Great Lakes Under Threat of Significant Lake-Effect Snow Event

Posted: November 27, 2023 10:18 am

The Great Lakes are bracing for what is forecast to be the first major lake-effect snow event of the season. A mass of cold air will filter down into the region at the tail end of the week, providing fuel for the snow machine to fire up and create the potential of dangerous travel conditions.

Road Closures Possible Thanks to Major Lake-Effect Snow Event

Snowfall measured in feet rather than inches could be on the horizon for portions of the Upper Midwest, the Great Lakes, and into the interior Northeast for the waning days of November. Forecasters are warning that the snow may be heavy enough to close roads for periods of time.

The lake-effect snow is expected to come together early in the week as the result of three different systems merging and forming one large storm. The first element of this conglomerate will be a storm that is forming along the Atlantic coastline. This system will move to the north on Sunday and Monday and clash with another system that is moving to the northeast over the central Plains. Lastly, a storm churning over western portions of Canada will sweep in from that direction and provide even more fuel.

This large storm will gain strength and generate gusty winds that will mix with the Arctic air coming from Canada to sweep over the open waters of the Great Lakes. This setup is the perfect storm for lake-effect snow to develop. There is also the chance of thunder and lightning triggering a rare thundersnow occurrence.

Motorists will need to pay heed to the chance of sudden snow squalls potentially hampering travel. It is not unusual for these squalls to pop up instantly and wreak havoc on the roads for drivers that are caught off guard. The gusty winds will also raise the risk of widespread power outages.

How Much Snow to Expect and Where

The bulk of the snow will fall across Interstate 90 south of Buffalo and down into Cleveland. Meteorologists are predicting that road closures may be a good possibility along Interstate 81 from Syracuse to Watertown, across Interstate 90 in the western half of New York state, and on portions of interstates 94 and 196 in Michigan.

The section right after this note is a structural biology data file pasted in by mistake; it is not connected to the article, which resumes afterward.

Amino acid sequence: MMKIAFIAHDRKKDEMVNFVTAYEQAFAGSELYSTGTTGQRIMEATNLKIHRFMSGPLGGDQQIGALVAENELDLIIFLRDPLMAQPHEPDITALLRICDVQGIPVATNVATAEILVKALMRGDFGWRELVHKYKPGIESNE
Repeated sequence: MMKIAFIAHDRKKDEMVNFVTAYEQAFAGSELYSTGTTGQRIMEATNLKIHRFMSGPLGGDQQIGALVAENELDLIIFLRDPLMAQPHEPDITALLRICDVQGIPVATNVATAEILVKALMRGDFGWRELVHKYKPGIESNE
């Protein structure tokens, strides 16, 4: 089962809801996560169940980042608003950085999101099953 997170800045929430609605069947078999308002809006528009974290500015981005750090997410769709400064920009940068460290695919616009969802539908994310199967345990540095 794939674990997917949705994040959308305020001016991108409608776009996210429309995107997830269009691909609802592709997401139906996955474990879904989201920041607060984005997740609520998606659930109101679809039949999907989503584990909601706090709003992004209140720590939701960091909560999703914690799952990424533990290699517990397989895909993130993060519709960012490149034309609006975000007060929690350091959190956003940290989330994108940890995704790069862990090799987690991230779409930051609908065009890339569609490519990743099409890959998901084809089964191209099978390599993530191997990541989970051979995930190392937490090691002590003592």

Snow in the heaviest hit areas could climb over the one-foot benchmark. This impact zone includes northern and western areas of Michigan, the northeastern corner of Ohio, and southwestern New York state. The eastern edges of Lake Ontario in upstate New York may also see snowfall that hits one foot. Snow that lingers over the Upper Peninsula of Michigan and the Tug Hill Plateau in northern New York could experience snow of over 3 feet by the time the weather event wraps up.

Interior portions of the Northeast may also see a few inches of accumulation from this weather maker. This includes accumulating snow in Pittsburgh and Detroit beginning late Sunday and lasting through early Monday.

You can expect the chances of lake-effect snow to drop off by late Tuesday in Michigan and Indiana. However, the snow may linger into Thursday for communities located to the east.

An Alberta clipper storm moving to the southeast could also enhance these snow bands later in the week. All of these elements will translate to a snowy pattern that will remind residents that winter is indeed here to stay for the next few months.

Real Feel Readings Forecast to Drop Dramatically as a Result of Cold Winds

In addition to the snow and winds, the real feel readings will plunge to levels that are typically seen during the middle of the winter. Gusts will hit between 30 and 50 mph across the Great Lakes region, making for blustery conditions. These winds will bring the real feel readings down to about 20 degrees below the actual temperature, meaning that some locales will see temperatures that feel like the teens.

Lastly, the strong winds will raise the risk of overwash and freezing spray along the west and northwest facing shores of the Great Lakes.

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